Spatial Reasoning for Geographic Information Systems

F.Coenen, B. Beattie, T.J.M.Bench-Capon, B.M.Diaz and M.J.R.Shave
Department of Computer Science, University of Liverpool, Chadwick Building, P. O. Box 147, Liverpool L69 3BX, United Kingdom

Geographic Information Systems (GIS) are well established and used in many areas of application. However, they do not readily support spatio-temporal reasoning with respect to the data objects that they model. This is due to incompatibilities between the (raster/ vector) representations used by current GIS and that supported by existing spatio-temporal reasoning mechanisms. In this paper we describe a mechanism whereby a multi-dimensional reasoning capability can be provided for GIS. More specifically a generic representation is described that is fully compatible with the functionality of current GIS while at the same time supporting a spatio-temporal reasoning mechanism based on a constraint satisfaction paradigm. The representation has been incorporated into a demonstration spatio-temporal reasoning system which has been applied to a number of GIS related application areas, especially in the provision of support for the production of Environmental Impact Assessment (EIA) reports.

One of the principal advantages of the approach advocated here is that in does not rest on a particular representation. The approach is applicable to any representation that provides for the following features:

A number of example representations that acknowledge the above have been developed. These have tended to be based on either (a) quad-tesseral or (b) complex number theory. Current versions of the system are based on the latter approach because it supports highly efficient translation through simple integer addition.

Object definition
One of the most significant requirements for the representation is that it can be used to succinctly model spatial objects of any form. With respect to GIS spatial objects are considered to posses two principal attributes: location and shape. These attributes can be instantiated to produce four distinct categories of object:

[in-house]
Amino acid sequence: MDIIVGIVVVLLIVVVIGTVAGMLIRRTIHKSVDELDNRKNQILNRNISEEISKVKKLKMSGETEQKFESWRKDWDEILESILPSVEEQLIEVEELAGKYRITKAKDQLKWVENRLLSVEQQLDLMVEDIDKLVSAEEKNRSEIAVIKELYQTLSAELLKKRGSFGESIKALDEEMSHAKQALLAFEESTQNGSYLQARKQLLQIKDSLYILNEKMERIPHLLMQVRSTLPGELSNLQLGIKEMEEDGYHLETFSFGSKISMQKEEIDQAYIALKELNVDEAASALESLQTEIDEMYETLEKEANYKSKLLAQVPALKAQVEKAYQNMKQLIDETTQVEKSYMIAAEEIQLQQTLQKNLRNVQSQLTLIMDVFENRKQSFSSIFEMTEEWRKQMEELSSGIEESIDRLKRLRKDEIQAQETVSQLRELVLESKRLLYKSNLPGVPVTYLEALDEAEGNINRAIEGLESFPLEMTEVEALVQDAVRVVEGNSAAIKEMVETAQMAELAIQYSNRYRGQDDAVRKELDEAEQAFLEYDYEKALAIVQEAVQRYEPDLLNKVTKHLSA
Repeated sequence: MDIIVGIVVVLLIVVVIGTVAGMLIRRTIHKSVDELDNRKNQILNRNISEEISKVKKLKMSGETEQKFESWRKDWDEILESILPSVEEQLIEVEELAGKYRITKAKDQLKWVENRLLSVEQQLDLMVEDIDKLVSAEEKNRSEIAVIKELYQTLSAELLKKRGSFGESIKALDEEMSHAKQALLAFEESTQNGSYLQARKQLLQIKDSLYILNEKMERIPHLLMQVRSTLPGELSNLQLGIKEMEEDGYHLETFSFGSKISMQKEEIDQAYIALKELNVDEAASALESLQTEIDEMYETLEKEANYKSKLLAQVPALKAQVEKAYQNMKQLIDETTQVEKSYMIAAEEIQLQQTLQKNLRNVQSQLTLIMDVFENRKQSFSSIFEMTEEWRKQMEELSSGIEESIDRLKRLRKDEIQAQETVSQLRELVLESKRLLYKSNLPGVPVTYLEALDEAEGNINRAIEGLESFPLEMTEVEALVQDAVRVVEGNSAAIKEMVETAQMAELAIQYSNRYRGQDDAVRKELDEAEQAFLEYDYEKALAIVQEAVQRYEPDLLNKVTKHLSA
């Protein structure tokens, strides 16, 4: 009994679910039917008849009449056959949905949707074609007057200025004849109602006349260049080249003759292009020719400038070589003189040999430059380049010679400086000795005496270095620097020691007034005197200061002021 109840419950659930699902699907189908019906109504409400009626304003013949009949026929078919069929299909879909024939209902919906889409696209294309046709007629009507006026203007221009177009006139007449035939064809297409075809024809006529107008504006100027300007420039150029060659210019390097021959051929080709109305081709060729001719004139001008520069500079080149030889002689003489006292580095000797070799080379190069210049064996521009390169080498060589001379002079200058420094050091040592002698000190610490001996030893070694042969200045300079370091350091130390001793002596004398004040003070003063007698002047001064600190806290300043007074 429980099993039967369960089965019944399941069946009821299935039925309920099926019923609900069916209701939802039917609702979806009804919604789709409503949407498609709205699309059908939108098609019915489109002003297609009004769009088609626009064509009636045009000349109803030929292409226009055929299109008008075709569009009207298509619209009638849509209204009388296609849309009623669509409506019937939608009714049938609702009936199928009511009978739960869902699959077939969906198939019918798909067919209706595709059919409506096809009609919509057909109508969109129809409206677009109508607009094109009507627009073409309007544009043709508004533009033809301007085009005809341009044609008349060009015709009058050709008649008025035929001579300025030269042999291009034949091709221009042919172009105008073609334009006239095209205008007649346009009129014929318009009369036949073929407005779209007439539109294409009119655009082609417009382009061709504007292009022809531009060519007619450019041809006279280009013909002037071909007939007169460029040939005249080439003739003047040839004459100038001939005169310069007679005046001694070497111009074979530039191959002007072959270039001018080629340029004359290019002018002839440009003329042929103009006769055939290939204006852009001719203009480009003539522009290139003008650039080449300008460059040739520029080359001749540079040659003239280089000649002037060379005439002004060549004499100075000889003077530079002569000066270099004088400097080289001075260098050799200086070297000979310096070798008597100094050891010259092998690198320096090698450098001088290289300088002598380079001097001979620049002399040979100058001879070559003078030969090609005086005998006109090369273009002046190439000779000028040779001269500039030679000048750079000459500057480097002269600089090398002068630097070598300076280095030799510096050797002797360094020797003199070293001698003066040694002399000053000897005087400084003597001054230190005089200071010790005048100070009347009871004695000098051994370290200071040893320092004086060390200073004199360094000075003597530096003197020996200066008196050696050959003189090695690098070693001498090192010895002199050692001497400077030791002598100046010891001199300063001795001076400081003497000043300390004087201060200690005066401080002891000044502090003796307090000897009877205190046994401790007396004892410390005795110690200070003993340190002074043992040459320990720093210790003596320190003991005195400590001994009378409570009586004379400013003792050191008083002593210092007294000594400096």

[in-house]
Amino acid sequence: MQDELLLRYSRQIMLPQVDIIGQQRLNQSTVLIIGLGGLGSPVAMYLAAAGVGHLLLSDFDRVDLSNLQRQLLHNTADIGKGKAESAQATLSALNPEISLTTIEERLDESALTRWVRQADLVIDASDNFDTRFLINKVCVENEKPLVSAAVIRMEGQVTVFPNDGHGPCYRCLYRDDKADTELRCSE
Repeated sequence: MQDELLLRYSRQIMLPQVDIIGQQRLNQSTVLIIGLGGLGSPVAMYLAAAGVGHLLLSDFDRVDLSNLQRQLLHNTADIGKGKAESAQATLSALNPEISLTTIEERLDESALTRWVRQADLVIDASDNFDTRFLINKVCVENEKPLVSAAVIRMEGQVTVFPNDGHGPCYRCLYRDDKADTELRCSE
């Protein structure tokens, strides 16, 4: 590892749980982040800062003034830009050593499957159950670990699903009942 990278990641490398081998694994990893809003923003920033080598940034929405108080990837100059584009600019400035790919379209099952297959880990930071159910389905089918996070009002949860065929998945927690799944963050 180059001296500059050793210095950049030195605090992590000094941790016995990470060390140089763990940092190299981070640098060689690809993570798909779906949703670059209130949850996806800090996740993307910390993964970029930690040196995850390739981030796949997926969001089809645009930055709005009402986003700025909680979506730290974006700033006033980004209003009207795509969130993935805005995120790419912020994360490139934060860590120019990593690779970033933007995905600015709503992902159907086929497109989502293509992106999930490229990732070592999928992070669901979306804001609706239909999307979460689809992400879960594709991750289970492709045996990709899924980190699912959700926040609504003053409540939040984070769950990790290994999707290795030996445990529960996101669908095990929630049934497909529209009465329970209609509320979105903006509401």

1. Fixed Objects: Static objects that have both a fixed shape and location.
  2. Free Objects: Objects that have a fixed shape but only a general location (a location space) in which they can be said to exist.
  3. Shapeless Objects: Objects that have an unknown shape and a location space.
  4. Partially Shaped Objects: Objects that have only a partially defined shape and a location space; for example we may be aware of features such as minimum size and/or that the shape is contiguous.
Whatever the case location and shape data associated with spatial objects are defined in terms of sets of addresses.

Spatial relationships/constraints
Spatial relations are concerned with the relative nature of the locations of objects. Given that we express locations in terms of sets of addresses we express such relationships in terms of a number of set operations. To this end we identify two categories of operation:

  1. Filters: Operations that test whether a particular relationship exists between two locations.
  2. Mappings: Operations that force a particular relation to exist between two locations.
Current versions of the system support five filter operations available, isSubsetOf, isNotSubsetOf, isEqualTo, isNotEqualTo and intersectsWith; and two mapping operations, isIntersectionOf and isComplementOf. Using the above filters and mappings only qualitative relationships can be expressed. To quantify such relations, for example to require that an object be located to the north-west of some other object we must first define this area. This is achieved by applying offsets to the locations associated with one or both objects referred to in relation.

Using the above, spatial problems can be described in terms of a sets of facts (classes and instances of classes) and constraints (relationships). This description is referred to as the start state. The constraints are then used to continually adjust the state until all constraints have been satisfied and an end state is arrived at. Thus the reasoning mechanism comprises a constraint satisfaction technique and a constraint selection strategy, both designed to minimise the amount of computation needed to arrive at the end state. The reasoning mechanism can of course be disassociated from any particular site description technique - it is more generally applicable to all constraint satisfaction problems and not necessarily spatial ones.

The current implementation of the representation technique described here stores all partial solutions and end solutions in a solution tree structure, each node of which represents a solution state after one or more constraints have been satisfied. Branches in the tree indicate nodes where, on satisfaction of a constraint, more than one solution has been produced. This tree is constructed dynamically as the problem solution process progresses. A set of heuristics is used to ensure that fruitless branches in the tree are identified early on in the solution process so that the growth of the tree is minimised.

A mechanism whereby spatial reasoning can be applied to GIS data has been described. Although the approach is currently still undergoing further development the research team have been greatly encouraged by the degree of sophistication demonstrated by current versions of the system and the diversity of the applications to which it is applicable.